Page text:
Halve tomatoes. Toss greens with olive oil and lemon juice, scatter atop pizza when it comes out of the oven. Top with tomatoes and a sprinkle of salt.

From mandolas pizza

Original Post:

Pipe Dreams {recipe: strawberry crumb bars}

14 Jan


From Strawberry Crumb Bars

Last night we had a group meeting with an asundry smattering of couples. We ate cookies like these and drank coffee and talked about things that we want to have an affect on in this city. We talked about hanging out with pregnant teens.  We talked about meeting our neighbors and bringing meals to the elderly around us. We talked about  selling everything and traveling the world for 11 months, or helping people sharpen their skills to find jobs in our current economic climate, or having a block party. Working with AIDS victims. Writing to death row inmates.  Playing with kids who need a break.

Sometimes it’s all a pipe dream, right?

Sometimes it’s not. 

I was humbled to find that all of those things are happening already. Erin and Chris are literally selling all of their stuff to see what’s going on in the world for a year. Carrie and Matt will open their home up to neighbors they don’t even know yet. Katy’s off to Haiti on Sunday to learn about experience healthcare needs that come with poverty and starvation. And then she’ll be in Seattle, to learn more. Laney hangs out with special needs kids and jumps at the opportunity to help out teen moms. Laney is pregnant herself  (just gave a whole new meaning to ‘jumping’ to help, huh?).  Kara and Wes work with women who just need to talk after they’ve had an abortion. Erika has  a pen pal who will never again see the free world.

Oh, and no one thinks they’re special. They all just wish they could be doing more. These are genuine people that aren’t high-and-mighty enough to think that they’re out there single-handedly changing the world. They’re just trying to have an impact on people. To teach someone else from what they’ve been taught or the experiences that they have had. And, in turn, learning from whatever people they’re with. It’s all two-way. It’s all relational.

We ate these bars last night as we talked. They’re very similar to this recipe, but better, I think. Frutier. Anyhow, fruit bars seemed flippant in light of our conversation.  Go. Do something.This world needs you. You need it. That’s what I walked away with, along with a strawberry stain on my yellow shirt, but that is neither here nor there.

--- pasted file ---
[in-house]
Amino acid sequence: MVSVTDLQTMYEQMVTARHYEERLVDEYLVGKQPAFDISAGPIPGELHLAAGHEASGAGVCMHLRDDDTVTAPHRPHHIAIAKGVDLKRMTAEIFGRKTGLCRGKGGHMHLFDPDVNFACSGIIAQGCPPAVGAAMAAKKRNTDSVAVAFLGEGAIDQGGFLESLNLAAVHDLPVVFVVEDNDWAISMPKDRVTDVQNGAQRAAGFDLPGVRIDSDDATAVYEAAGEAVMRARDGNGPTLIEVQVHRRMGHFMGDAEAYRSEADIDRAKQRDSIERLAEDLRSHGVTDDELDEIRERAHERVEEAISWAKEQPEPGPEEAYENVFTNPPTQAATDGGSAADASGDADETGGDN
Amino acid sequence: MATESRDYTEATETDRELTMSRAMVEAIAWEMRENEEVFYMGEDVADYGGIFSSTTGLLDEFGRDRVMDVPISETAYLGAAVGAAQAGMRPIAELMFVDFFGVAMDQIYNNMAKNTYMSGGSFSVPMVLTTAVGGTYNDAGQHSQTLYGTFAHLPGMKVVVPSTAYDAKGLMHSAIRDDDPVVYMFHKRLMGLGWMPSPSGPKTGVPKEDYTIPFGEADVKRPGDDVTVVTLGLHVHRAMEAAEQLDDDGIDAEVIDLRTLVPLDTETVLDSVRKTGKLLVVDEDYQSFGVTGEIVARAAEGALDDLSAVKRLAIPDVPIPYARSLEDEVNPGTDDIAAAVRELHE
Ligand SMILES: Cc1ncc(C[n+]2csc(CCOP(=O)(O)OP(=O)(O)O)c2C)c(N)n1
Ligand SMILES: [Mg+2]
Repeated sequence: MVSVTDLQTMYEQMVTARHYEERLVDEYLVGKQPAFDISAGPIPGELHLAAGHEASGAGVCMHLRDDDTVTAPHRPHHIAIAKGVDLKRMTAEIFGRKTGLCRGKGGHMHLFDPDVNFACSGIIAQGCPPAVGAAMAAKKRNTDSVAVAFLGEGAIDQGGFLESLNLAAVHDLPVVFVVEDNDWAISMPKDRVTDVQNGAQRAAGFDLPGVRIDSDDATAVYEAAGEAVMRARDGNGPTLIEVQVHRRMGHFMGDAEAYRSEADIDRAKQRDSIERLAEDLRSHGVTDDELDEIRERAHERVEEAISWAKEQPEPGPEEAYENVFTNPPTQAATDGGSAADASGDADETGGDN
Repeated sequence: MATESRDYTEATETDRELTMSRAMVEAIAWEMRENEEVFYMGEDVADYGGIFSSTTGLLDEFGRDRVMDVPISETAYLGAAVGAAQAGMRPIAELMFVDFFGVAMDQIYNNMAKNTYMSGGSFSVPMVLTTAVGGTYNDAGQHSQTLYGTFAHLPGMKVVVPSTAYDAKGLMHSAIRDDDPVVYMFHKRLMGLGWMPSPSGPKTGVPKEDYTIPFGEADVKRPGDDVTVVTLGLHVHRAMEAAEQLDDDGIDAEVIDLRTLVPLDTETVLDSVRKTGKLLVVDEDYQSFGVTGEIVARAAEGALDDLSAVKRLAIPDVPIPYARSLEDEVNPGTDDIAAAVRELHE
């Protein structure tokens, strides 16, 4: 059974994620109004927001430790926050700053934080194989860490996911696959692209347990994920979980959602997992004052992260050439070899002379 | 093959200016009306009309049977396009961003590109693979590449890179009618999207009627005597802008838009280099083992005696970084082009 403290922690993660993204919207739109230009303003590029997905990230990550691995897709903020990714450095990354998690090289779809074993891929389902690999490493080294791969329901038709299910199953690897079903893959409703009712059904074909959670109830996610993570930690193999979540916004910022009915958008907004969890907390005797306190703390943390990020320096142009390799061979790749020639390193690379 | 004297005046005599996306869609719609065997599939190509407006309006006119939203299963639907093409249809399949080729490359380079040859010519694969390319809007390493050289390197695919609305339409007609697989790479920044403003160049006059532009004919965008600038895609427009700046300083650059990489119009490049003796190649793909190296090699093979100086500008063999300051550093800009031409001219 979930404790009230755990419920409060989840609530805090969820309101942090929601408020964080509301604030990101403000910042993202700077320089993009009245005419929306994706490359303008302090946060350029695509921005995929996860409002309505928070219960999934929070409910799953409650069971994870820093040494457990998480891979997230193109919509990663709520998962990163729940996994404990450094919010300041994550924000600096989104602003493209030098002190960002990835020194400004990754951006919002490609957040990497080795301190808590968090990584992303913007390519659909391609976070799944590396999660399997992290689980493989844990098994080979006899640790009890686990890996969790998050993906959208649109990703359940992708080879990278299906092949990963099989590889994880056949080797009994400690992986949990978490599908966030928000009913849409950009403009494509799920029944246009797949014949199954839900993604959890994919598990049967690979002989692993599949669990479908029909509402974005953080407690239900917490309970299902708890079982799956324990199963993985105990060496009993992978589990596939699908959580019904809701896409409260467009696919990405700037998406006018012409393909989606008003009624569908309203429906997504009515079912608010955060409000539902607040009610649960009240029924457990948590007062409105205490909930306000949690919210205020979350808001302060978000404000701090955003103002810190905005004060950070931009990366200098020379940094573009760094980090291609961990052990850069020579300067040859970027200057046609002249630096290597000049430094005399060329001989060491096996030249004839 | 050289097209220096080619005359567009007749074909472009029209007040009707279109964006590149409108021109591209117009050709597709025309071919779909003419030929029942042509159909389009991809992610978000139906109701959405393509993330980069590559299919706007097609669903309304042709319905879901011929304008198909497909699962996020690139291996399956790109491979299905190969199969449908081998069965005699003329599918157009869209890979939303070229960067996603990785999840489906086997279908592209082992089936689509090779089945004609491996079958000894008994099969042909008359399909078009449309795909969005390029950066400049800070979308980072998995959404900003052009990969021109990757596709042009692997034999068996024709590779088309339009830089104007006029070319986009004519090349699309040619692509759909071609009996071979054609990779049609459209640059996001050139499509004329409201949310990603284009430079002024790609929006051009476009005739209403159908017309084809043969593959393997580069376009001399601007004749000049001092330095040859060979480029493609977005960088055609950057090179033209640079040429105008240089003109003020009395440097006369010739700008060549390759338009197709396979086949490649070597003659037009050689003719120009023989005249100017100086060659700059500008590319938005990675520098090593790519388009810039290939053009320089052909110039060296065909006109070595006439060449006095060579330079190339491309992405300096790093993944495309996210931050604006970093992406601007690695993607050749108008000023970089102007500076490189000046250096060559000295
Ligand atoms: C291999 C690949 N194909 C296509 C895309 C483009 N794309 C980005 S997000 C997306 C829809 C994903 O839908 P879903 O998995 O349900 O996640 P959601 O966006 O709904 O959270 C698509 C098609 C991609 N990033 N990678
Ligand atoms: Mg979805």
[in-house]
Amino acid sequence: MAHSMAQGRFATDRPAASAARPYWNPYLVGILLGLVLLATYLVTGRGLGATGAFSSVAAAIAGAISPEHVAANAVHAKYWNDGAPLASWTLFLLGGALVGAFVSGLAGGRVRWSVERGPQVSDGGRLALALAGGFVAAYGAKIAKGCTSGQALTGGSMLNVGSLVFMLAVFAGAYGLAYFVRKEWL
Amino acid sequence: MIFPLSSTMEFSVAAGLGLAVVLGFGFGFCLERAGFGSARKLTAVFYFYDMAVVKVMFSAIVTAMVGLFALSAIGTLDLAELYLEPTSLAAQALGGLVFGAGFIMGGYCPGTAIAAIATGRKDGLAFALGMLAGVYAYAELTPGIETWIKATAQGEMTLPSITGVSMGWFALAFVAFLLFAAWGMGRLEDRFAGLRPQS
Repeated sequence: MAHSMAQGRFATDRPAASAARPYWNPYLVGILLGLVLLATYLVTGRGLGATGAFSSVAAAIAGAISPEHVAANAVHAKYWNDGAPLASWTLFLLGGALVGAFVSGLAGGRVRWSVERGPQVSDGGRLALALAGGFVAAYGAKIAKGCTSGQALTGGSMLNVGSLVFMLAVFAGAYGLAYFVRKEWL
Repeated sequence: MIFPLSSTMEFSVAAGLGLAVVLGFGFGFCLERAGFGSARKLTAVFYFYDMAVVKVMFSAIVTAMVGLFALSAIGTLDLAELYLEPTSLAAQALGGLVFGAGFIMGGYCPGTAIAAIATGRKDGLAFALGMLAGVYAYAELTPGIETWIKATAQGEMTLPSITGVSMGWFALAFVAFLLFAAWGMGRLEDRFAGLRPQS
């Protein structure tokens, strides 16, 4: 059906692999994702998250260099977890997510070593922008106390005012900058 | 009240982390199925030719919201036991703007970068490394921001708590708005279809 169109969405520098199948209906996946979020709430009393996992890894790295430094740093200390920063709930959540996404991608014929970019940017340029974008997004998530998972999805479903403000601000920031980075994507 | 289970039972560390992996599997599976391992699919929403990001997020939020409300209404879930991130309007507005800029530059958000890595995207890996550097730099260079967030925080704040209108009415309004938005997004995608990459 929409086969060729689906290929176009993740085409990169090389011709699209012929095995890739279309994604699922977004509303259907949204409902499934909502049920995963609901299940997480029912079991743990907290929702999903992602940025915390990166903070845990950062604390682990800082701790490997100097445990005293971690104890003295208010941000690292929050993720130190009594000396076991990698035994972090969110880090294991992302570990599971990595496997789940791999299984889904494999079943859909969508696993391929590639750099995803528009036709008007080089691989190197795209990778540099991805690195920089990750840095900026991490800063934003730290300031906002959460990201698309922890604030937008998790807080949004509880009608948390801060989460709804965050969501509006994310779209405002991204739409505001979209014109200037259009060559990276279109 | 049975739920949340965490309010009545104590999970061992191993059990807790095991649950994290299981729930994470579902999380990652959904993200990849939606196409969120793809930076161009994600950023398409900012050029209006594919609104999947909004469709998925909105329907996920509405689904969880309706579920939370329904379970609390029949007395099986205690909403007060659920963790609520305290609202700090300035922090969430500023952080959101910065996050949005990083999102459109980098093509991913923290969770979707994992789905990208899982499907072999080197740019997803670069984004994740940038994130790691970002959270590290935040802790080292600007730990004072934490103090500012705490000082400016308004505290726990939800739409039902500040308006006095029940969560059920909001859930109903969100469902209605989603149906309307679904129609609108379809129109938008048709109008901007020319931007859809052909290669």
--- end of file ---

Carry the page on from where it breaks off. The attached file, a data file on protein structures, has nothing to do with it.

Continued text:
From Strawberry Crumb Bars

As I write, these leftover strawberry crumb bars are bring eaten as breakfast and one of Jon’s meetings this morning. I love things that double for dessert and breakfast.


Strawberry Bars

1 c. white sugar
1 t. baking powder
3 cups all-purpose flour
1 cup cold butter, cut into cubes
1 egg
1/2 teaspoon salt
1 T. lemon juice
5 cups frozen strawberries
1/2 cup white sugar
4 teaspoons cornstarch

Preheat oven to 375. Line a 9×13 pan with foil and butter the foil. 

Mix together 1 cup sugar, flour, baking powder, and salt. Use two knives or a pastry cutter to blend in the butter. Stir in the egg. Dough will be crumbly and seem like it won’t stiick together. If will. Push two-thirds of the dough into the prepared pan.

In another bowl, place the strawberries. Add 1/2 cup sugar, cornstarch and lemon juice. Gently mix. Sprinkle the strawberry mixture evenly over crust and sprinkle remaining dough over the berry layer.

Bake one hour, or until the top is slightly brown. Cool completely before cutting into squares.

From Strawberry Crumb Bars

Original post:

Baby Deacon {recipe: chocolate dulces}

13 Jan
From mexican chocolate cookies

Steve and Carey welcomed Deacon Garcia a week ago last Saturday morning at 2:58am. Carey is one of those women who is having contractions weeks before there is any hint of a baby, and she just pummels through them – waiting and waiting. Deacon was no exception. Finally, Carey and Steve headed to the hospital Friday evening and Deacon was born not too long after. 

We got a chance to go by and see the Garcias pre- and post-baby, Carey and Deacon were so at ease on the latter visit. We  also brought some mexican chocolate fudge cookies which were delicious. I will say I couldn’t tell what they would be like from the recipe, but they turned out great.

Chocolate Dulces

from Austin Entertainers

2 c. semi-sweet chocolate chips

1/4 c. sugar

1 (14 oz) can sweetened condensed milk

1/2 c. butter

1 c. flour

1 c. chopped nuts (I used walnuts)

1 t. mexican vamilla


Preheat oven to 350.

Combine chocolate chips and sugar in a double boiler (a pot over a pan of hot water). Cook over hot water until blended, stirring frequently. Add condensed milk and butter, stirring until blended.


From mexican chocolate cookies

Remove from heat. Stir in remaining ingredients and let stand for 10 minutes.

Drop dough by teaspoonfuls onto an ungreased cookie sheet. Bake for 10 mimnutes. Remove and place on a sheet of waxed paper to cool.

From mexican chocolate cookies
From mexican chocolate cookies